3. Oral admission of paternity in court under oath sufficient to legally establish parentage. The trial court made a finding of paternity after the putative father accepted parentage orally at a hearing under oath after repeatedly refusing to comply with the trial court’s prior order to submit to DNA testing. The admission of paternity came after mother had alleged another putative father was the father, but DNA testing proved otherwise. The second putative father had originally said he could “possibly” be the father and then changed his position in court and testified he was sure he was the father. The State and Public Guardian appealed arguing that the court did not have the authority in this situation to make a finding of paternity where there was doubt over who the father was, and when the putative father refused to submit to a DNA test. The Appellate Court disagreed and affirmed. The trial court properly applied Section 616(a) of the Parentage Act which provides that if the court finds that the admission of parentage satisfies the requirements of the section, and there is no reason to question the admission, the court shall enter an order adjudging the child to be the child of the personal admitting parentage. While the trial court had the right to compel the putative father to submit to DNA testing, it was not mandatory. Section 616(b) of the Act was satisfied by the putative father’s acknowledgement of paternity under oath. The Court also noted that the mother’s prior allegations of another father did not cast doubt on the oral acknowledgement under oath, nor had the State or Public Guardian provided the name of another person who could have been the child’s father. Erika S. v. Bruce P., 2020 IL App (1st) 200616.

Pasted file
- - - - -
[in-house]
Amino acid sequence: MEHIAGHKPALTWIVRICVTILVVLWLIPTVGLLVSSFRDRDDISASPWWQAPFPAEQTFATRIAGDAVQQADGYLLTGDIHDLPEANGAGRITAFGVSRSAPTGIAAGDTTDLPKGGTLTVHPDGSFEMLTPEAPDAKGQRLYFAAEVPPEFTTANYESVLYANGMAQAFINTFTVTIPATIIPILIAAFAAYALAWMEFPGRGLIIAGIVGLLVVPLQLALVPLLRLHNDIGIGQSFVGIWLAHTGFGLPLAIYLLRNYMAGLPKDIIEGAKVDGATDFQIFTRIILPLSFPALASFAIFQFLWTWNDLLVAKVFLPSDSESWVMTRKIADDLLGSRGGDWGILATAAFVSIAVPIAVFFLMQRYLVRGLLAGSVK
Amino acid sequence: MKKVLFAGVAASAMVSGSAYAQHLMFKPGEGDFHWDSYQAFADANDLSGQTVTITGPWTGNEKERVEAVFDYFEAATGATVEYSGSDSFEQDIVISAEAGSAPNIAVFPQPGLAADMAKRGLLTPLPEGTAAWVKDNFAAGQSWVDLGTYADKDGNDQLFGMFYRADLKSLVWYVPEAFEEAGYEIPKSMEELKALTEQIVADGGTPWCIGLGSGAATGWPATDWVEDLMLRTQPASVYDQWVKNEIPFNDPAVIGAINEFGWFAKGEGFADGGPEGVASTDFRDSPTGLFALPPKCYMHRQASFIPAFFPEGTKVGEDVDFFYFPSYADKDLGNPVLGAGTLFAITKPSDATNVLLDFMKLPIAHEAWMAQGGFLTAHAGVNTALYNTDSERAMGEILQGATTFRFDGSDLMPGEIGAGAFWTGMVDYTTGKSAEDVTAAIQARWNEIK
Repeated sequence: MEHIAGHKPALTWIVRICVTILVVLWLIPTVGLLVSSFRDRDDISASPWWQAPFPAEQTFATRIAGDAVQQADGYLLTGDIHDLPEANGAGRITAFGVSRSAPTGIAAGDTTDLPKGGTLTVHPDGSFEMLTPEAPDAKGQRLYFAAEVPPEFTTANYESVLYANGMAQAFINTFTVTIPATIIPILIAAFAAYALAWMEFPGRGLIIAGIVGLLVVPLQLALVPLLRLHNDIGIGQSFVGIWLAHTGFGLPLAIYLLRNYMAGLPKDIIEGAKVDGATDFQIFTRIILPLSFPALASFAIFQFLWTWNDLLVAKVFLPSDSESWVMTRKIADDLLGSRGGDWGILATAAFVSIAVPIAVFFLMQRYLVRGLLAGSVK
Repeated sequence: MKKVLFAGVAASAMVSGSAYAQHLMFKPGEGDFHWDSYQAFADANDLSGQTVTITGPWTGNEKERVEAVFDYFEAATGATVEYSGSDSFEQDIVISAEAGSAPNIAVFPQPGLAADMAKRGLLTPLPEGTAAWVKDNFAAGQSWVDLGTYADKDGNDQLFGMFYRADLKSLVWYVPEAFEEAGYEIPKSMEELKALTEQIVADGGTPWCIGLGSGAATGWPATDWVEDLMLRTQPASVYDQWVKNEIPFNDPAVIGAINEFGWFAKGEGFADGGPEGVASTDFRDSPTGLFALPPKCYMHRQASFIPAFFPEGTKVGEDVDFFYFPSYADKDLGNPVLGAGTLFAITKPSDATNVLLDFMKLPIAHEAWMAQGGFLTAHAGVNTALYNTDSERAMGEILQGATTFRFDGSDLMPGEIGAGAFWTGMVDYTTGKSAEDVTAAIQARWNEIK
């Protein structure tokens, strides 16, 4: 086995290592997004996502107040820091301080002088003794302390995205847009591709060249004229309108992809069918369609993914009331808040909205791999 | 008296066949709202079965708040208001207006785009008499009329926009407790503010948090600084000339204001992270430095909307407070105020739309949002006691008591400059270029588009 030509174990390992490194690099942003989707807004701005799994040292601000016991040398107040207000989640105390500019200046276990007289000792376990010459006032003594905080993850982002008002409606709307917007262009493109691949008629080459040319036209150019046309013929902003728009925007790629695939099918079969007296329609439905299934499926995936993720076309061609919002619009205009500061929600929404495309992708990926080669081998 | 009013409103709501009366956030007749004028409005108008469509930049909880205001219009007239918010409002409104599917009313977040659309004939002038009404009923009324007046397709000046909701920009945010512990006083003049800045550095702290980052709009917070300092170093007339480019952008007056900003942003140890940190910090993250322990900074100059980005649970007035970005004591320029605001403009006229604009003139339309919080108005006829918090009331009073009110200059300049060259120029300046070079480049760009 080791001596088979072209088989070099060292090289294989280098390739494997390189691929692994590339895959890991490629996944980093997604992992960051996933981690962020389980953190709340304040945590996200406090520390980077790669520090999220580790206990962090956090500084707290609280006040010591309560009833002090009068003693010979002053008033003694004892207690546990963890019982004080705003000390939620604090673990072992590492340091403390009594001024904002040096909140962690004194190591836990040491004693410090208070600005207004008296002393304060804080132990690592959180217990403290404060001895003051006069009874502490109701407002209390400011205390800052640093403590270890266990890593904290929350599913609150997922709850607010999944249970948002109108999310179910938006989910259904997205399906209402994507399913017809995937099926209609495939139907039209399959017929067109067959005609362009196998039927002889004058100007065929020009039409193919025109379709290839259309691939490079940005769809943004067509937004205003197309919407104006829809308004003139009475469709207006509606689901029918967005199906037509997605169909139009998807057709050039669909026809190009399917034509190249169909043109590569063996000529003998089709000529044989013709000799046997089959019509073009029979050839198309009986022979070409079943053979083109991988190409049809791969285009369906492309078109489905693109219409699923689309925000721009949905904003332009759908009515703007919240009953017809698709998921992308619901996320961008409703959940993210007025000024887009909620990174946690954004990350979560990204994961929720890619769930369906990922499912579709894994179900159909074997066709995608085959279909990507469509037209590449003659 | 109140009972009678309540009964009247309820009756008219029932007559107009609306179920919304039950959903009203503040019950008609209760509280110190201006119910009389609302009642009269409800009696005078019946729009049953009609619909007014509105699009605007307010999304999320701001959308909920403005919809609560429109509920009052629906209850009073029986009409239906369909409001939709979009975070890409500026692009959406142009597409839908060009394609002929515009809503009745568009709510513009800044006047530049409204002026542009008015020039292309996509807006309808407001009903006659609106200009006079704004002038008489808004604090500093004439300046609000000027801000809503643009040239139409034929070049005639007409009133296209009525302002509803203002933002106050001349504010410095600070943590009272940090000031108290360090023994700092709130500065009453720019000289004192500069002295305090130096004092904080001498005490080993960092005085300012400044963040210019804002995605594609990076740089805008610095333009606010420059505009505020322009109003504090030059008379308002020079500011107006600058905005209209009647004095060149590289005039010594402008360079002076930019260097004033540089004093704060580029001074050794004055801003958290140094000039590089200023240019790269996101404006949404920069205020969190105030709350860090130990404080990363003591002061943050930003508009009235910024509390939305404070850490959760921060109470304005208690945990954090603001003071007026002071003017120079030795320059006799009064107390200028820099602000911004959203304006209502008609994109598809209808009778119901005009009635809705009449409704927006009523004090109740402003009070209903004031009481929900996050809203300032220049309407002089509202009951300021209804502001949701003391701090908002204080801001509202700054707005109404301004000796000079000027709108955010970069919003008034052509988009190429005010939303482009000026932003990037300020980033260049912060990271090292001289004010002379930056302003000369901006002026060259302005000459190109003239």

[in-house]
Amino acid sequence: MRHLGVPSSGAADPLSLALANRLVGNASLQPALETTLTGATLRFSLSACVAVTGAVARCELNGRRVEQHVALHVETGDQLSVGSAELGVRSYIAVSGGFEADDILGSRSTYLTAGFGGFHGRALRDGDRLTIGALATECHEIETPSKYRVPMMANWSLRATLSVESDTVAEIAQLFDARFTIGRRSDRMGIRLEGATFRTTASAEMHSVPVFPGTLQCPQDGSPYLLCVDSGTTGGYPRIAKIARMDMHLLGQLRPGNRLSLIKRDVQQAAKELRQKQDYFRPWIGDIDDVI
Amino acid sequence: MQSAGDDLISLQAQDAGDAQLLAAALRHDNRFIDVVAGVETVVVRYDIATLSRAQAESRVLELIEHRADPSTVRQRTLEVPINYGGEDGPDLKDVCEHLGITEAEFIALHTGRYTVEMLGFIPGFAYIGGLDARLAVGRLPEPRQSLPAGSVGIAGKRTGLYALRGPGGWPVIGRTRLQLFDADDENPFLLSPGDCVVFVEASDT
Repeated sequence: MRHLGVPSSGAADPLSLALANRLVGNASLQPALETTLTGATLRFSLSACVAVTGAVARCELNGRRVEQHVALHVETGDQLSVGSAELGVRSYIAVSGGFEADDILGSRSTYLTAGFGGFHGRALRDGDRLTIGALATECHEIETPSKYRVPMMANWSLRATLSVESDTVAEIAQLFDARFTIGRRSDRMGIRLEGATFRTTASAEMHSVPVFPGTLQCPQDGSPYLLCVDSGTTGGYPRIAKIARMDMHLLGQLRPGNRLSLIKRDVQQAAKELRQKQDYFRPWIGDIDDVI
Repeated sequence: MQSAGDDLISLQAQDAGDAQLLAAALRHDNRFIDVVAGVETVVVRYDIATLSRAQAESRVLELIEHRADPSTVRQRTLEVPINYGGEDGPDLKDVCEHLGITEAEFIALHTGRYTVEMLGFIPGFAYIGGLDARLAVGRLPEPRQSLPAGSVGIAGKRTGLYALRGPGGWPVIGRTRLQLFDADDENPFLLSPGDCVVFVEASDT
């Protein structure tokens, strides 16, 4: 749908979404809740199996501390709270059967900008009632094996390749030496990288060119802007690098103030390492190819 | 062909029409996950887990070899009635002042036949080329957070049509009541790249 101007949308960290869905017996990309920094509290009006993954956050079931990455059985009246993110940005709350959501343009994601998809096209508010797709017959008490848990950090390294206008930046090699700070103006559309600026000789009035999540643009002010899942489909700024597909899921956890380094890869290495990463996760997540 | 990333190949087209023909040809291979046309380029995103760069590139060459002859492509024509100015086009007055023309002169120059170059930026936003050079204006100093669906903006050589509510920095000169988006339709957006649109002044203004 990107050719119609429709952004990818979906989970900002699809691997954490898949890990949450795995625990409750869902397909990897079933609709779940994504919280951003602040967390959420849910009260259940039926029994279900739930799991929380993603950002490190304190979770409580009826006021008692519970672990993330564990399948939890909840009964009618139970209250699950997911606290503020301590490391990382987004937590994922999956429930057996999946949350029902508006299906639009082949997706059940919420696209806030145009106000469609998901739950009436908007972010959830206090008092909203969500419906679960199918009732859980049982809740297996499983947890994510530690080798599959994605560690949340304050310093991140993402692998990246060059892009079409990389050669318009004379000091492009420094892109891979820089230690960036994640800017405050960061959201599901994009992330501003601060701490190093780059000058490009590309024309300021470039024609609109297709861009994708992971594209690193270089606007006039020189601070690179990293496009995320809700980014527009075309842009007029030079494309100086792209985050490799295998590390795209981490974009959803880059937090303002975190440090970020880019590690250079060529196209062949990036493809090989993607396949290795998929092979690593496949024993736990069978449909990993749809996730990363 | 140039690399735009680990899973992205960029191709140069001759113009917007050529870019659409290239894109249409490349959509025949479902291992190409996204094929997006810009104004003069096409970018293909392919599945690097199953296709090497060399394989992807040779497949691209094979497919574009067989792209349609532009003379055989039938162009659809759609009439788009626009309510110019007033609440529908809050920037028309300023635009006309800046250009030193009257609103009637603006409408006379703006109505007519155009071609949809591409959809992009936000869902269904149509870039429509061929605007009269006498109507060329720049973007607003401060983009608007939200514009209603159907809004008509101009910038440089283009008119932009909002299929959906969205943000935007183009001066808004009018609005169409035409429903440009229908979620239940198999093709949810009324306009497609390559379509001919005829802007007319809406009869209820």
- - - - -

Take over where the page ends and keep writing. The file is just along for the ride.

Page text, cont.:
4. Wife forfeited her objections to hearsay and classification of property by failing to raise the objections at trial. In a highly litigious case where wife represented herself at trial after multiple attorneys throughout the case withdrew and she walked out of the courtroom after the trial court ruled against her on several motions, she appealed the final judgment which was ultimately entered. The Appellate Court affirmed the denial of a motion for SOJ for cause; the agreed order for bifurcation since it was expressly agreed to by the parties in court; an order for sanctions for discovery violations against wife; and the dismissal of several other temporary motions throughout the pendency of the case. Wife appealed the amount of child support she was to pay because the court based the amount on hearsay testimony and the classification of marital and non-marital property. The record showed the trial court explicitly warned wife he would continue to hold trial and resolve the outstanding issues even if she left, and wife still opted to leave the courtroom. The court was within its authority to enter judgment based on the evidence presented. The Appellate Court vacated an award for GAL fees which was entered for a GAL in a prior case in Lake County which was dismissed. The GAL needed to intervene in the Cook County case in order for the petition to be considered. The Court also reversed in part an order granting father temporary custody and wife supervised visitation and remanded for a best interest hearing to fashion an appropriate parenting schedule and to review whether supervised visitation should be modified. In re Marriage of Potenza, 2020 IL App (1st) 192454.